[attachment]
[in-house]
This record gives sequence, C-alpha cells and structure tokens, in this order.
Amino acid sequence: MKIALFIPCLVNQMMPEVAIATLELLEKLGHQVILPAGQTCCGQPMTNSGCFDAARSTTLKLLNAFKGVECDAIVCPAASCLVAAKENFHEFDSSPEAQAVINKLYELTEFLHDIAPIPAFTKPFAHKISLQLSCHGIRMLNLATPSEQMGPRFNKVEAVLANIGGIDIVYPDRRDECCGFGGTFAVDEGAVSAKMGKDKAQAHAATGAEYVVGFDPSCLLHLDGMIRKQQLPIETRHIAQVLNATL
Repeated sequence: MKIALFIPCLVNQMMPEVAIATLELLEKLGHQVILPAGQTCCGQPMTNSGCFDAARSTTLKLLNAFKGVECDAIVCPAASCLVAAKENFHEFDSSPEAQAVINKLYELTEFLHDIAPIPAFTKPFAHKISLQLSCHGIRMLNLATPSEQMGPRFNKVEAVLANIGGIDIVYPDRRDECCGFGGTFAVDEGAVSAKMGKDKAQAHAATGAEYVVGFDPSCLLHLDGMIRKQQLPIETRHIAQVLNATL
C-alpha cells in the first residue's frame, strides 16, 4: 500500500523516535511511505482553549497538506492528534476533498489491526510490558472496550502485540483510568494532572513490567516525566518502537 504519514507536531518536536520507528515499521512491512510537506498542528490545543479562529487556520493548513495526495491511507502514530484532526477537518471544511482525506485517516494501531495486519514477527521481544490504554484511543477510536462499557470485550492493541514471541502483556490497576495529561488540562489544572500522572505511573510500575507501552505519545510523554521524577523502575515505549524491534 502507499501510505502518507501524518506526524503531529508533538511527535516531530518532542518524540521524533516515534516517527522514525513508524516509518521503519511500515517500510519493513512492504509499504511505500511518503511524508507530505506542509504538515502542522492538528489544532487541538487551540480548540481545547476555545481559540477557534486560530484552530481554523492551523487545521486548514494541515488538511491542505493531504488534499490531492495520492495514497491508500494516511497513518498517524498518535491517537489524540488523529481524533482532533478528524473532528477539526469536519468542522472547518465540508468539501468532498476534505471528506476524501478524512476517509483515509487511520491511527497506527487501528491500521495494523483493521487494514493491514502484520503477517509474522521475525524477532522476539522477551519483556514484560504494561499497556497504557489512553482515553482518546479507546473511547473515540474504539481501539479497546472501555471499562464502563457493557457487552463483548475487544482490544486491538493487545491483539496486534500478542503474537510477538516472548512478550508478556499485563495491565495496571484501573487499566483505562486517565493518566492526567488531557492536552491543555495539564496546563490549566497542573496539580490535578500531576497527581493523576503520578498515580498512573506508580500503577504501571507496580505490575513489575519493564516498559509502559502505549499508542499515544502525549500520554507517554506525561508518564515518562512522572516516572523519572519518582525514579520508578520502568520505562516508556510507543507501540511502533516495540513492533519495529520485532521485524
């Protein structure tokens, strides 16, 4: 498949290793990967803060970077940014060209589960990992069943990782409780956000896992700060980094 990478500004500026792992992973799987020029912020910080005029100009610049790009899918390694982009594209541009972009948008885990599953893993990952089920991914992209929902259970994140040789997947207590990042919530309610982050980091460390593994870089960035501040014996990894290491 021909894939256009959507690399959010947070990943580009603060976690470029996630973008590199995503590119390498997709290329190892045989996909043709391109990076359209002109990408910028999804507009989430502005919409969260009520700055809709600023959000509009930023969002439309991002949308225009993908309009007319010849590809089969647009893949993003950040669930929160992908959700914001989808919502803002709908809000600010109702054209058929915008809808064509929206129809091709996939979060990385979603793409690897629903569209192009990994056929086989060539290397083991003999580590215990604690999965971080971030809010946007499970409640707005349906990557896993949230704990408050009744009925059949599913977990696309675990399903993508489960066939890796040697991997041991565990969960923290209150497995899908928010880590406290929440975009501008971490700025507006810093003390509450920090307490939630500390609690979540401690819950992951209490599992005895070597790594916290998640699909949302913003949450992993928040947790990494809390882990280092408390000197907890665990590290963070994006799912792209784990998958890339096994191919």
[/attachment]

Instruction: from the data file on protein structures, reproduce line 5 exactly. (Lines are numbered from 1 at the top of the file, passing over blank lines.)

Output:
C-alpha cells in the first residue's frame, strides 16, 4: 500500500523516535511511505482553549497538506492528534476533498489491526510490558472496550502485540483510568494532572513490567516525566518502537 504519514507536531518536536520507528515499521512491512510537506498542528490545543479562529487556520493548513495526495491511507502514530484532526477537518471544511482525506485517516494501531495486519514477527521481544490504554484511543477510536462499557470485550492493541514471541502483556490497576495529561488540562489544572500522572505511573510500575507501552505519545510523554521524577523502575515505549524491534 502507499501510505502518507501524518506526524503531529508533538511527535516531530518532542518524540521524533516515534516517527522514525513508524516509518521503519511500515517500510519493513512492504509499504511505500511518503511524508507530505506542509504538515502542522492538528489544532487541538487551540480548540481545547476555545481559540477557534486560530484552530481554523492551523487545521486548514494541515488538511491542505493531504488534499490531492495520492495514497491508500494516511497513518498517524498518535491517537489524540488523529481524533482532533478528524473532528477539526469536519468542522472547518465540508468539501468532498476534505471528506476524501478524512476517509483515509487511520491511527497506527487501528491500521495494523483493521487494514493491514502484520503477517509474522521475525524477532522476539522477551519483556514484560504494561499497556497504557489512553482515553482518546479507546473511547473515540474504539481501539479497546472501555471499562464502563457493557457487552463483548475487544482490544486491538493487545491483539496486534500478542503474537510477538516472548512478550508478556499485563495491565495496571484501573487499566483505562486517565493518566492526567488531557492536552491543555495539564496546563490549566497542573496539580490535578500531576497527581493523576503520578498515580498512573506508580500503577504501571507496580505490575513489575519493564516498559509502559502505549499508542499515544502525549500520554507517554506525561508518564515518562512522572516516572523519572519518582525514579520508578520502568520505562516508556510507543507501540511502533516495540513492533519495529520485532521485524